LAS VEGAS, NV (BRAIN) — You, who left your air-conditioned room one morning last week, walked through the gently perfumed, climate-controlled corridors, and stopped for your half-caff latte at the Starbucks along the way (extra ice, please!) before strolling into the cool confines of the Mandalay Bay Convention Center, might have spared nary a thought for the people who, right then, were sweating in The Paddock.
The Paddock was Interbike’s outdoor exhibition space. Outdoors. On a parking lot. In Las Vegas.
“This is like having a booth on the surface of the sun. It’s so hot!” said Jessica Fischer of Onda, which makes colorful bike trailers.
Fischer and her colleagues set up a makeshift water mister to keep the booth cool, but did a lot of commiserating with fellow vendors.
Many exhibitors said they were put in The Paddock because they registered too late, or got bumped from the main floor because Interbike couldn’t fit everyone in.
Despite a DJ cranking music, a big food tent and beer sales, Paddock exhibitors said traffic was slow, although it picked up Thursday.
“If there was the traffic, the outdoor aspect would be great. It can’t be an afterthought of the entire organization. It needs to be integrated in the whole structure,” said Bryson Martin, owner of DVO Suspension. DVO’s tent was far from the door, even though there were acres of empty spaces between his booth and others.
Nearby at Staats, senior vice president Ted Saville said the long walk from the door discouraged visitors.
“We’re at the far end,” Saville said. “By the time people got this far out, their feet were melting, they were hot and they were like, ‘You know what, we’re going back inside.’ ”
Staats, which was relaunched this year under new ownership, got the word out to its key customers and distributors.
“All of our international guys are coming to see us here,” Saville said. “They’ve come halfway around the world and they’re going to come and find us.”
For some exhibitors, The Paddock was perfect for their products. Reboot sells a hydration product and also gave away hats and sunglasses, so they were a popular stop.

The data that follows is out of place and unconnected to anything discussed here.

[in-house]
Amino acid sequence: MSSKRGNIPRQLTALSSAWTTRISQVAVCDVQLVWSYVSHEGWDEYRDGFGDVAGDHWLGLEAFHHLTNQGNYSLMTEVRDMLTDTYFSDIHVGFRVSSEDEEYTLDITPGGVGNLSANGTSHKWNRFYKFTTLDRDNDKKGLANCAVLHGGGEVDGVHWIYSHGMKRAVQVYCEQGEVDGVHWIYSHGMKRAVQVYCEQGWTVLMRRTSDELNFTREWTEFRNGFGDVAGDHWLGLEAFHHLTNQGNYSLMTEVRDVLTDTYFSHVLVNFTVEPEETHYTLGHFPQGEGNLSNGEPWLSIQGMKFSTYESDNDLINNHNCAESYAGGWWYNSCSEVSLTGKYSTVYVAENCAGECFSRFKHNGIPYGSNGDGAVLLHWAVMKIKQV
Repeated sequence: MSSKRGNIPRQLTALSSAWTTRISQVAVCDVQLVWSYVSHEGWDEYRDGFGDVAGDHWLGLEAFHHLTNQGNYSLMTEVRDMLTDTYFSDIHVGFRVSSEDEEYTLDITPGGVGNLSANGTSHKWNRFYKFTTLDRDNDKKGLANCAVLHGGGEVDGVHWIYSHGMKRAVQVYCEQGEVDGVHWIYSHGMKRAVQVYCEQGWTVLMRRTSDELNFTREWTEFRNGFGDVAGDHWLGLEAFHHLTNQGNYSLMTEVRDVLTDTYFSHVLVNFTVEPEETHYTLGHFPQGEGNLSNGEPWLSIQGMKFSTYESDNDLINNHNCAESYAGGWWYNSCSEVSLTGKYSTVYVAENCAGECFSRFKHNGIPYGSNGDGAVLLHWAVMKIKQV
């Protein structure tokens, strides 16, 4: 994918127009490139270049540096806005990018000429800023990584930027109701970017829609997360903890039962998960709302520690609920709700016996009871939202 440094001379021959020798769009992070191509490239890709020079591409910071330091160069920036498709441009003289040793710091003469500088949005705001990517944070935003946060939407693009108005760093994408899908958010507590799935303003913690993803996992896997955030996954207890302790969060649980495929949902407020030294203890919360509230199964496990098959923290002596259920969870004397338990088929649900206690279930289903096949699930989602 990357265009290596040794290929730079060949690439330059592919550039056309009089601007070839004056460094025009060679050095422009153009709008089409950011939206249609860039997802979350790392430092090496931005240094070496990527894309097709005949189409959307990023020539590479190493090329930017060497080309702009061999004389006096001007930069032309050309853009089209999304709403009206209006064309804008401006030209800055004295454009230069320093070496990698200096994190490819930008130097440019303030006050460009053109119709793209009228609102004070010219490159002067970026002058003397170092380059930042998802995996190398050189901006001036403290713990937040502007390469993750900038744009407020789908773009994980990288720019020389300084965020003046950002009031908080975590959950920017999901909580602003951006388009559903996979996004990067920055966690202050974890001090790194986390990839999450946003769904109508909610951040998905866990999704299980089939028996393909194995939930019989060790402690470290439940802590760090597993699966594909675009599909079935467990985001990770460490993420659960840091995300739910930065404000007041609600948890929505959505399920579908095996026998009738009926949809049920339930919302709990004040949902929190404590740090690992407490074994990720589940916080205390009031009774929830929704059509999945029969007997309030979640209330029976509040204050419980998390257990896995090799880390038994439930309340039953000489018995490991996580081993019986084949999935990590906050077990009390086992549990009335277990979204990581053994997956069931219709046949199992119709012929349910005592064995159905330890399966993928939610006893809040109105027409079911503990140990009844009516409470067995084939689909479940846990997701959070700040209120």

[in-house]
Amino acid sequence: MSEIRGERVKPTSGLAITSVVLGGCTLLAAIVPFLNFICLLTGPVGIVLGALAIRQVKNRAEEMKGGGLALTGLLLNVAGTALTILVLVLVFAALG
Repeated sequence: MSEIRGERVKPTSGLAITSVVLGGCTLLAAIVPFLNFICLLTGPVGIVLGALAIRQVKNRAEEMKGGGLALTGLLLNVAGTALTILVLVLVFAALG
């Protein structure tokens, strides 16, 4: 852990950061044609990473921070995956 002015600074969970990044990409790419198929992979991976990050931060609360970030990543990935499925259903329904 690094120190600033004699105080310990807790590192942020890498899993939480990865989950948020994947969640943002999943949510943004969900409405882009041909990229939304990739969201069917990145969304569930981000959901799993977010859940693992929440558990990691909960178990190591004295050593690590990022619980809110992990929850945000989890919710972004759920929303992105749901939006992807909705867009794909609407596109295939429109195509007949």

Still, the Reboot staff had to take precautions.
“We took the washcloths out of the hotel to soak in our cooler,” said Sarah Acker, Reboot’s marketing director. “We have a squirt gun and we have a squirt fan.”
She’d rather be indoors. “We have a really nice booth that we weren’t able to use out here,” Acker said.
Exhibitors who had bikes to test ride were generally positive, with some saying the asphalt test track was longer and more realistic than the indoor track at the Sands.
Paul Donohoe of Pete’s Electric Bikes said he was ready to call it quits after the first show day because hardly anyone came to test ride bikes. Things changed on the second day.
“Right off the bat this morning traffic was up,” Donohoe said Thursday. “I think the word was out. I think people covered the floor first yesterday before coming in here. They wanted to do indoors before doing outdoors.”
He added, “We were overwhelmed and didn’t have enough helmets and didn’t have enough bikes for a while.”
At Electra, which was hosting test rides of its Townie Go electric bike, Josh Schlee was putting a positive face on the Paddock experience. From about 80 test rides on the first day, Schlee expected more than 100 visitors to take the Townie Go out on the track Thursday.
“Just stay in the shade and keep it made,” Schlee said. “What do we do? We build fun for all these people. So enjoy. Put a smile on everybody’s face.”
For other Paddock exhibitors, the smiles were forced.
“No matter what you do, we’re still outside in Las Vegas,” Onda’s Jessica Fischer said. “This is not going to be the optimal place to be. Ever.”